• In the early Star Wars game TIE Fighter, the Missile Boat is basically Exactly What It Says on the Tin: missile spam in a can. Most attack craft carried 6 to 8 advanced concussion missiles. The Missile Boat could carry up to eighty. Or it could carry "only" forty, as well as a load of heavier anti-capital-ship ordinance, making it suitable for killing entire supply convoys.
  • The Crystal Storm spell in Terraria has the same firing rate as a minigun (right, minishark), damage output comparable to the Megashark (killing basic monsters with three or less hits), and very small mana usage. It also bounces from the walls.
  • In The Binding of Isaac, a late-game Isaac with the right mixture of upgrades can turn the entire screen into a storm of tears, knives, toxins, laser fire, or whatever else Isaac may be using as his weapon at the time.
  • Jimmy and the Pulsating Mass: Buck has a 25% chance of hitting twice.
  • Alter A.I.L.A. Genesis: Violet's Shooting Star, Leon's Blast Revolver and Indy's Vampire.
  • In Obliterate Everything 3 there are many ways to win. One of the more laggy consists of sending a Legion, described simply as 'Fleet Carrier' This ship sends waves of 12 fighters, and can get an upgrade to send the most expensive fighter in the game. It gets worse, as you pay not for the capital ship, but for the construction facilities, so another one is already under construction. You can spam spammers! Spamception!
  • This is the default state of combat in Endless Frontier. Each character carries around something just shy of "enough dakka" and does 1,000 HP at absolute minimum per attack (5-skill combo chains). The object of combat is to play "Must Not Touch the Ground" with an enemy sprite.
  • Similarly, Resonance of Fate relies on filling an enemy's HP bar with nonlethal Scratch Damage from an SMG and triggering it with lethal Direct Damage from a pistol by way of Gun Fu. You can even bounce them off the ground a couple of times to add some extra damage if you like.
  • In Warship Gunner 2 of the Naval Ops series, the series already gives you More Dakka but in this game if you get the Ammo Assembler and Enigmatech H (which Alpha Strike with every weapon you have and does it automatically), you will get the mother of all Spam Attack as your warship dumps everything it has every second including weapons that don't normally fire-link, so you can get Beam Spam, Macross Missile Massacre and More Dakka all at once. Enemy fleets will vaporize in seconds when you're around.
  • In Level 8's (formerly Chillingo's) Modern Command, the weapons you can give your base includes Multi-Missile Launchers, Laser Designators and Autocannnons plus other missile wapons. You can fit up to any 4 of these weapons on your base and if you give them all the Autofire attachment, the computer will dump everything it has at the nearest enemy. You can also increase the spammage by attaching add-ons like straight-line fire (this was previously called carpet bombing).

    Visual Novels 
  • Tomoyo from CLANNAD regularly inflicts this on Sunohara, once up to 948 times with help of Tomoya.
  • Fate/stay night:
    • Unusually for a character who relies more on hitting hard than hitting fast, Berserker's Holy Grail super in Fate/Unlimited Codes is simply a four second long, one hundred hit combo.
    • He's much faster in the original visual novel. More on point, though, is the example of Lancer from the same source who not only has superior range to essentially everyone and an instant kill attack, but also relies on attacking incredibly fast. With such deadly strikes because wounds from Gae Bolg do not heal and are all aimed for vitals, the opponent is incapable of anything but pure defense and hoping he screws up or gets bored.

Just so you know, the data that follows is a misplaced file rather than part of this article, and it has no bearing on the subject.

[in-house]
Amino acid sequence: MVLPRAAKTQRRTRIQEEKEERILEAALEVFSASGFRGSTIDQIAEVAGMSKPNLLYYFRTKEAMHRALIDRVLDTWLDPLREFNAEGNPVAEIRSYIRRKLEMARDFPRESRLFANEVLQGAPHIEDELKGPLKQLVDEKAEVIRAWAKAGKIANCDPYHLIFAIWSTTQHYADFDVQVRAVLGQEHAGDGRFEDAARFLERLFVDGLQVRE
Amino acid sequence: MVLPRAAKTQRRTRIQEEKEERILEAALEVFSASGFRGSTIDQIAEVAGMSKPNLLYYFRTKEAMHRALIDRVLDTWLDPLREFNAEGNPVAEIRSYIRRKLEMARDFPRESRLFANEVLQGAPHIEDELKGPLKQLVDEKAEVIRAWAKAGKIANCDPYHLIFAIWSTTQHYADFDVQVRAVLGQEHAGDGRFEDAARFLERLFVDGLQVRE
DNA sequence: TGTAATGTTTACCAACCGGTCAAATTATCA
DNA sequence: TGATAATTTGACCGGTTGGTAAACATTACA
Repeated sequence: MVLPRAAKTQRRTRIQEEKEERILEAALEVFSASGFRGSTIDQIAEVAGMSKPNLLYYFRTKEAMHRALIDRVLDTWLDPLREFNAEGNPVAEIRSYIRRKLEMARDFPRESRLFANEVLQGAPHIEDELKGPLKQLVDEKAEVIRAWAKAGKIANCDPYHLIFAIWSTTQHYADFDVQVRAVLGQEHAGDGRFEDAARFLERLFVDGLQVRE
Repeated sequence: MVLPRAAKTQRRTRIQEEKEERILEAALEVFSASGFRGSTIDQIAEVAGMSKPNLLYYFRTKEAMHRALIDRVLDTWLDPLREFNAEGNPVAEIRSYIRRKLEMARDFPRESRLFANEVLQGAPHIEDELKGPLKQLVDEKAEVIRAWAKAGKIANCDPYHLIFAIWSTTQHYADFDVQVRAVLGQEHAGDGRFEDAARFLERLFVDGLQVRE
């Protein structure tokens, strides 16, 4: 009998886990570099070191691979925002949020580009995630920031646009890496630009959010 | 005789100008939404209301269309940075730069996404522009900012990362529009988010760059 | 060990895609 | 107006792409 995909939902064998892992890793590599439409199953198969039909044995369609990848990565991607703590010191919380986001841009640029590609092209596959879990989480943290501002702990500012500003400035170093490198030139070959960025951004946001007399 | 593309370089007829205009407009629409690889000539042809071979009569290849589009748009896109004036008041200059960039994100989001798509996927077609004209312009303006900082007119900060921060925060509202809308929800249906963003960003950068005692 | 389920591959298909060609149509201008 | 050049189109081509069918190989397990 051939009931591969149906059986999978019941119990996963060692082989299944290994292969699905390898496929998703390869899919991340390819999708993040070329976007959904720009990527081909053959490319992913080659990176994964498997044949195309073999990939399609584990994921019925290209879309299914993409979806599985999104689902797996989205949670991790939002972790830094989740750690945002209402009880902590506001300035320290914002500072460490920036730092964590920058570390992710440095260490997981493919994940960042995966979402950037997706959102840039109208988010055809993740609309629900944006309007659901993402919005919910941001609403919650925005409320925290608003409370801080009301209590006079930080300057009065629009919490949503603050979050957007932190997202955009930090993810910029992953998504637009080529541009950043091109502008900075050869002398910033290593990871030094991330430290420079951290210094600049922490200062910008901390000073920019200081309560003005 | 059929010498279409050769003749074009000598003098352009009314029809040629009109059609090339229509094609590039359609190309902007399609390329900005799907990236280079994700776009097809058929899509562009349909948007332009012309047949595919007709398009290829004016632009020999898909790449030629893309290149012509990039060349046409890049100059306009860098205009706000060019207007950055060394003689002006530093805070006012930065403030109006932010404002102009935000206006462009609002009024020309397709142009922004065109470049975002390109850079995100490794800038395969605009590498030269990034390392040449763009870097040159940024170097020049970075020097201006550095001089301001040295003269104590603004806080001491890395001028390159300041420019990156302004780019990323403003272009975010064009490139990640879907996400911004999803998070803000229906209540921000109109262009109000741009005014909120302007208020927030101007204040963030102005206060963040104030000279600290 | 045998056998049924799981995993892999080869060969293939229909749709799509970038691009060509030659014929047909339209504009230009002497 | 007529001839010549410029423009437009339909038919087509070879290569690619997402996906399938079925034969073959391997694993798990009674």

• The Visual Novel the game is based on (Fate/stay night) makes this a specialty of Gilgamesh. To the point where Spam Attack with infinite legendary artifact weapons is his signature fighting style (heck, it's his Noble Phantasm!) If someone coughShiroucough or something coughAvaloncough can counter his Spam Attack ability, he can actually be defeated but until then he can just bladespam everything to death while not moving an inch.
      • Shirou gains a Spam Attack in the form of Hercules' Sword as Nine Lives Blade Works. With the weapon he attacks at nine different points AT THE SAME TIME!
    • Let's just say that Archer's and Shirou's ultimate ability is called Unlimited Blade Works for a reason. One application of it is pretty much a copy of Gilgamesh's ability: infinite sword spam.
    • In Fate/Grand Order, this is the core of "Phantasm loop" strategies— a Servant with a high hit-count, a charge skill, and/or high NP gain can recharge their Noble Phantasm attack in the turn it was deployed, letting them use it again in the next. Especially common with Arts-style users, but some Quick-style users can loop with the right support.
  • All the heroines of Majikoi! Love Me Seriously!, at some point - even Miyako gets in on the action with her pachinko balls.


    Web Original 
  • Dream, whenever he has a bow and is fighting the hunters. What he usually does is go a safe enough distance, and then bow shot after bow shot like crazy to knock them back and reduce their health slightly. That's when he either attacks with a sword, or runs away.

    Western Animation 
  • In Gendy Tartovsky's Star Wars: Clone Wars, General Grievous performs a defensive version of a spam attack while holding five Jedi at bay simultaneously, using their slain comrades' lightsabers!.

    Real Life 
  • The machine gun, gatling gun and minigun. Seriously, was one bullet at a time not enough for you guys?
    • the intent of a automatic weapon is usually not "aim" but to "fill the area with lead and hope some of it hits something."
  • Carpet Bombing: large numbers of relatively small bombs dropped with the intent of destroying everything in the target area.


Green Shell

Mario and Luigi kick the shell several times at an enemy.

How well does it match the trope?

5 (3 votes)

Example of:

Main / SpamAttack